Creatine monohydrate (Cr) has become one of the most widely used ergogenic aids among athletes. The ergogenic effect of acute Cr intake can result in an improved performance especially during high-intensity intermittent exercise. Moreover, oral Cr supplementation has been reported to increase maximal force and power output during short maximal exercise bouts (26). A large body of scientific literature has been generated during the last decade to elucidate how Cr can elicit its ergogenic effect, but still, the physiological mechanisms implicated are not completely understood. Most studies have focused on the Cr kinase reaction (7,21-24,31) and reported that Cr ingestion substantially increases muscle's total Cr concentration, which elicits a faster phosphocreatine (PCr) resynthesis during recovery (9) and reduces plasma ammonia accumulation in muscle (10).
In contrast to the large body of evidence on the metabolic effect of Cr ingestion, only a limited number of studies investigated the neuromuscular modification induced by this nutritional intervention. van Leemputte et al. (27) found a decrease in muscle relaxation time (RT) during intermittent isometric elbow flexions without any changes in force production. The mechanism proposed is that an increased adenosine triphosphate (ATP) availability elicited by an enhanced PCr content would improve Ca2+ kinetics in the sarcoplasmic reticulum improving muscle contractile properties. Also, it has been shown in rats that, after Cr supplementation, twitch and tetanic half RT (HRT) are decreased (28). On the other hand, Jakobi et al. (14) did not find an influence of Cr intake on isometric elbow flexion force, electrically elicited twitch force, and recovery from fatigue. Moreover, in the above-mentioned studies on humans, the effect of Cr was investigated only during isometric contractions.
The limited number of studies and the inconsistency of results highlight the need for a deeper evaluation of the effects of Cr supplementation on neuromuscular function in humans.
The information extracted from the surface EMG reflects central and peripheral properties of the neuromuscular system. In particular, muscle fiber conduction velocity (CV) is a basic parameter estimated from EMG and is related, among many other factors, to ions concentration and pH (32). The propagation velocity of action potentials could be influenced by the alterations of the intracellular environment, which follows the Cr uptake into muscle. It is reasonable to suppose that if any alteration of the contractile apparatus occurs, the simultaneous recording of force and EMG signals could reveal some of the changes. Very few studies, however, have measured EMG activity after Cr supplementation (14,15,27), but none of these studies have estimated muscle fiber CV to assess changes in the neuromuscular function.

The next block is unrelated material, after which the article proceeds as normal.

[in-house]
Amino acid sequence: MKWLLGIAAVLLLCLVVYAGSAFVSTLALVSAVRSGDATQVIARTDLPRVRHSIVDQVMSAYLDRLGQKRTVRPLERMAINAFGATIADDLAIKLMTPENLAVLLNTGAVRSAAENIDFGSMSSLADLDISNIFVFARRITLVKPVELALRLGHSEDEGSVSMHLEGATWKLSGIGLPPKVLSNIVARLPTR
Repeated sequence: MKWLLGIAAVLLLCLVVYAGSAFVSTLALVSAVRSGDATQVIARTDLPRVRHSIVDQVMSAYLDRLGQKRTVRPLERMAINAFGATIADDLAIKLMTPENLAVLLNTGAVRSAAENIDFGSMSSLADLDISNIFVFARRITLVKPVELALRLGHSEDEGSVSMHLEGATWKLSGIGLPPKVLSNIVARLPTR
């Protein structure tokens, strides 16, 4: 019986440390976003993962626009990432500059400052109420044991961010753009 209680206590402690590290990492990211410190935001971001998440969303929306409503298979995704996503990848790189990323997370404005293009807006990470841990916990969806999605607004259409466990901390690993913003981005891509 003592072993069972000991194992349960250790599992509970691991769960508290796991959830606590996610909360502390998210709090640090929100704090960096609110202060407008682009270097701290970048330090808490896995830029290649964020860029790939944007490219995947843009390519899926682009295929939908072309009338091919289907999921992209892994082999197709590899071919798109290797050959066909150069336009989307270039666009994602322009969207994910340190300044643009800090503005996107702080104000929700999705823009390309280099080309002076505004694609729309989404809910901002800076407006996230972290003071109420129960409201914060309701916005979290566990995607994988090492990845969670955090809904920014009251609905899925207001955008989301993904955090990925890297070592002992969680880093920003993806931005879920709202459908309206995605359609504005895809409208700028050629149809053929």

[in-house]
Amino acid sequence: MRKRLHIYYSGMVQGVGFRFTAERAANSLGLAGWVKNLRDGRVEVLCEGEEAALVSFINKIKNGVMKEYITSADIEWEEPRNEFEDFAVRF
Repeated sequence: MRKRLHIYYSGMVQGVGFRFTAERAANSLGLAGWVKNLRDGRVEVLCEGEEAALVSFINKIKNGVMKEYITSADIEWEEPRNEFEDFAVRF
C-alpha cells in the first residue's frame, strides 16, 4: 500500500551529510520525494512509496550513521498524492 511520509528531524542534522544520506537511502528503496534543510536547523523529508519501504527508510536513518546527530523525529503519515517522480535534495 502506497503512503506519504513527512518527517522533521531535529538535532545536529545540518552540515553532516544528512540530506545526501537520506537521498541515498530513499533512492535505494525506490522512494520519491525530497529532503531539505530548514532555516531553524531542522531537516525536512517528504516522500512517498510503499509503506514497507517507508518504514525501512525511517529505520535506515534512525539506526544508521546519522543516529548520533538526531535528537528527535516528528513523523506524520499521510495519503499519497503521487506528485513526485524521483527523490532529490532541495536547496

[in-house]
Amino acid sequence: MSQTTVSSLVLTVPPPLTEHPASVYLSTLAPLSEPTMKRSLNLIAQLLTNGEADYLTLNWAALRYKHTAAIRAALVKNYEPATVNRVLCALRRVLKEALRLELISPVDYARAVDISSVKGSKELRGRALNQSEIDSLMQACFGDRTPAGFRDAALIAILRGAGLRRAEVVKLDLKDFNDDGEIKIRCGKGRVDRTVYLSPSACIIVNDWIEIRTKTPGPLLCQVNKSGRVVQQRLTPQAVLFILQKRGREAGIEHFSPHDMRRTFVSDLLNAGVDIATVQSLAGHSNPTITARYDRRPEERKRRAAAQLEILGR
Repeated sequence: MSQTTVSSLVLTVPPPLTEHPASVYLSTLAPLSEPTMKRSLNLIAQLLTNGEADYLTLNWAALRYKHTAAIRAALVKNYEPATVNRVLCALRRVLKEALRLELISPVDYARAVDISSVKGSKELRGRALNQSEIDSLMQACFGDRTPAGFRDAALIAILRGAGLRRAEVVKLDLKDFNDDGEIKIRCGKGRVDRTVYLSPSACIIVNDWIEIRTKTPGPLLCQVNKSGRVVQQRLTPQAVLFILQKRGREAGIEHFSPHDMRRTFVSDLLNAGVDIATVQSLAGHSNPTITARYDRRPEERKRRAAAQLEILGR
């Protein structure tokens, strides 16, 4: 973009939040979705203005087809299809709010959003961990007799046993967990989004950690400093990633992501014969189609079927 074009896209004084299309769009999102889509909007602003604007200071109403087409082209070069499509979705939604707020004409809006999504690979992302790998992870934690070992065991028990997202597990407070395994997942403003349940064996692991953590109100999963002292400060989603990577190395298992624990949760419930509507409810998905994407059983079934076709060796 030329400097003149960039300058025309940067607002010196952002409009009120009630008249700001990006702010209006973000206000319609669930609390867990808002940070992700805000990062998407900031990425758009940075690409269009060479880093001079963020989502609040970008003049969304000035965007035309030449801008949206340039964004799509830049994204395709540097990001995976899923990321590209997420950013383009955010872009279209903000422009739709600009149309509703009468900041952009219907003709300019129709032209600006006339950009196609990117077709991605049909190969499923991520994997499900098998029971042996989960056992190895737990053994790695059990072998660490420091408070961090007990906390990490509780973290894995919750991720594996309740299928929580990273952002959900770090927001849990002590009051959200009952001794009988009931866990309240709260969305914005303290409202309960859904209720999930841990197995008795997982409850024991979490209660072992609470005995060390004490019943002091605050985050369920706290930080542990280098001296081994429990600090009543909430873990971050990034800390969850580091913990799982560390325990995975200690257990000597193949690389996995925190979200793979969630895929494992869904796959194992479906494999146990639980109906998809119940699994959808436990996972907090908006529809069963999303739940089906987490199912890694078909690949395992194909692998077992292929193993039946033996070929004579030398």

For the above-mentioned reasons, the purpose of the present study was to investigate the effect of oral Cr supplementation on neuromuscular activation of upper limb muscles during electrically induced contractions (single twitch), maximal isokinetic contractions (torque-velocity relationship), and fatiguing dynamic contractions.
Sixteen moderately active men (25.2 ± 5.1 yr; 78.0 ± 8.7 kg) gave their informed written consent before participation in the study. The sample size was chosen following statistical power calculations for maximal strength and HRT (α level of P < 0.05 and 90% of power) by using data reported by Hespel et al. (11).
All volunteers were asked to maintain their normal level of physical activity and normal diet and to refrain from caffeine consumption throughout the study. None of the participants reported any record of renal, metabolic, cardiovascular, or neuromuscular disease. Exclusion criteria included having received Cr supplementation within the previous 12 months. The local ethics committee approved the protocol of the study.
A minimum of three experimental sessions were conducted during a period of 2 wk. During the first visit, volunteers familiarized with the experimental procedures and performed all the tests. Moreover, their body weight was measured, and their body composition was estimated by using the sum of seven skinfold measurements according to the method of Jackson and Pollock (13). One week later, subjects returned to the laboratory for the preliminary session (PRE). Anthropometric data were assessed, and they performed the experimental tests as described later. Thereafter, half of the participants were randomly assigned to a Cr supplementation group (CRE) and half to a placebo group (PLA) using a double-blind design. CRE supplemented their diet four times a day for 5 d with 5 g of Cr (DSN Fine Chemicals, Österreich, Austria) + 15 g of maltodextrin, whereas PLA assumed 20 g of maltodextrin. Cr and placebo powders appeared and tasted identically. After 2 d (1 wk later from the PRE session), participants performed a POST session repeating all the tests and anthropometric measurements of the PRE session.